Wilde was in charge of the loading the even-numbered lifeboats on the port side of the ship. (He also distributed firearms to the senior officers.) He adhered strictly to Captain Smith’s order to “put women and children in and lower away…” so the boats from that side of the ship only contained women, children and two crew members (to work the boats). When all the boats on his side of the ship were launched he went to starboard side of the ship. Some survivors recall seeing him attempting to release Boat A or B from the roof the Officers’ Quarters when the Titanic’s deck flooded.

Schematic of Titanic. [Image courtesy: Mail Online]

Survivor George Rheims wrote in a letter dated just days after the sinking:

“While the last boat was leaving, I saw an officer with a revolver fire a shot and kill a man who was trying to climb into it. As there remained nothing else for him to, the officer told us, “Gentlemen, each man for himself. Good bye.” He gave a military salute and then fired a bullet into his head. That’s what I call a man!” [Henry Tingle Wilde, Chief Officer by Christine Ehren,]

But it isn’t known if that officer was Wilde or First Officer Murdoch. It doesn’t matter. If he didn’t die of a self-inflicted gunshot wound he died a few minutes later in the freezing waters of the North Atlantic. His body was never found. He was 39 years old.

In 1998 the newspaper Liverpool Echo wrote about Wilde’s role on the Titanic as follows:

Liverpool’s forgotten hero, Chief Officer Henry Wilde… from Walton, flits through the enquiry evidence but witnesses have described how Wilde supervised the loading of the lifeboats and stopped 100 people rushing them by the sheer force of his personality….He is believed to have prevented a panic which would have led to even greater losses. [Henry Tingle Wilde, Chief Officer by Christine Ehren,]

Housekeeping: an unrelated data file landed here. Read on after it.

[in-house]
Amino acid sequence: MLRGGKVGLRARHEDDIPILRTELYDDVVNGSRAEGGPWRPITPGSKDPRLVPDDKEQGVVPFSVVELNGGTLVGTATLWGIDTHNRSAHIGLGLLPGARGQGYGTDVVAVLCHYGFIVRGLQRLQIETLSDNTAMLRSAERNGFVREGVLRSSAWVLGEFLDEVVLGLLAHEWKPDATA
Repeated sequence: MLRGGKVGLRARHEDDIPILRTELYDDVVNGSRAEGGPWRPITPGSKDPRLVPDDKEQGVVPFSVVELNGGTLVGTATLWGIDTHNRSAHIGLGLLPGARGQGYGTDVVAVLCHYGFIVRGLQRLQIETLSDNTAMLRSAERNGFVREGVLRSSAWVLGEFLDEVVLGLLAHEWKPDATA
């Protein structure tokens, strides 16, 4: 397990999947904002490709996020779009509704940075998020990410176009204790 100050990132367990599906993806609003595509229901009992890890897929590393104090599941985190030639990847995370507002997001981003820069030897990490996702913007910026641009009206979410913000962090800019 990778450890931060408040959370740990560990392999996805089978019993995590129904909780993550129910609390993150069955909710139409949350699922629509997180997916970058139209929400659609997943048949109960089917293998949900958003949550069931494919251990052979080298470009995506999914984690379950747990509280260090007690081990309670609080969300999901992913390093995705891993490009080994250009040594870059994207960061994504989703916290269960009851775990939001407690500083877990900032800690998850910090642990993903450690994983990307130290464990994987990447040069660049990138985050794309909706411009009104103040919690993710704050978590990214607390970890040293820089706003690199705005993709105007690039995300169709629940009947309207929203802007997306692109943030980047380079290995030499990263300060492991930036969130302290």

He was survived by four children (he had recently lost his wife and twin boys.)


Thanks to J.G.Burnette at for suggesting Henry Wilde as the Thought of the Day Birthday Bio for today. J.G. is a big Titanic fan and was able to give me both the name and birthdate so I could start my research.–I hope I found some new nugget for your Titanic files! — IF YOU have some one you’d like to see profiled on Thought of the Day please let me know. Cheers, Rita


Thought of the Day 8.1.12 Herman Melville

“To the last, I grapple with thee; From Hell’s heart, I stab at thee; For hate’s sake, I spit my last breath at thee”

–Herman Melville


Photo of Herman Melville

Photo of Herman Melville (Photo credit: Wikipedia)

Herman Melvill was born this day on 1819 in New York City. Today is the 193 Anniversary of his birth.

He was the third of eight children. He grew up in Boston and Albany.  His father, Allan Melvill, was a successful merchant and the family lived comfortably for several years until an unsuccessful trading venture led to financial ruin. The elder Melvill sparked Herman’s love for adventure and the sea with stores of seafaring excitement and faraway places. Herman was 12 when his father died and the family moved to Lansingburg on the Hudson. It was then that his mother added the “e” to the end of the family name, and Melvill became Melville.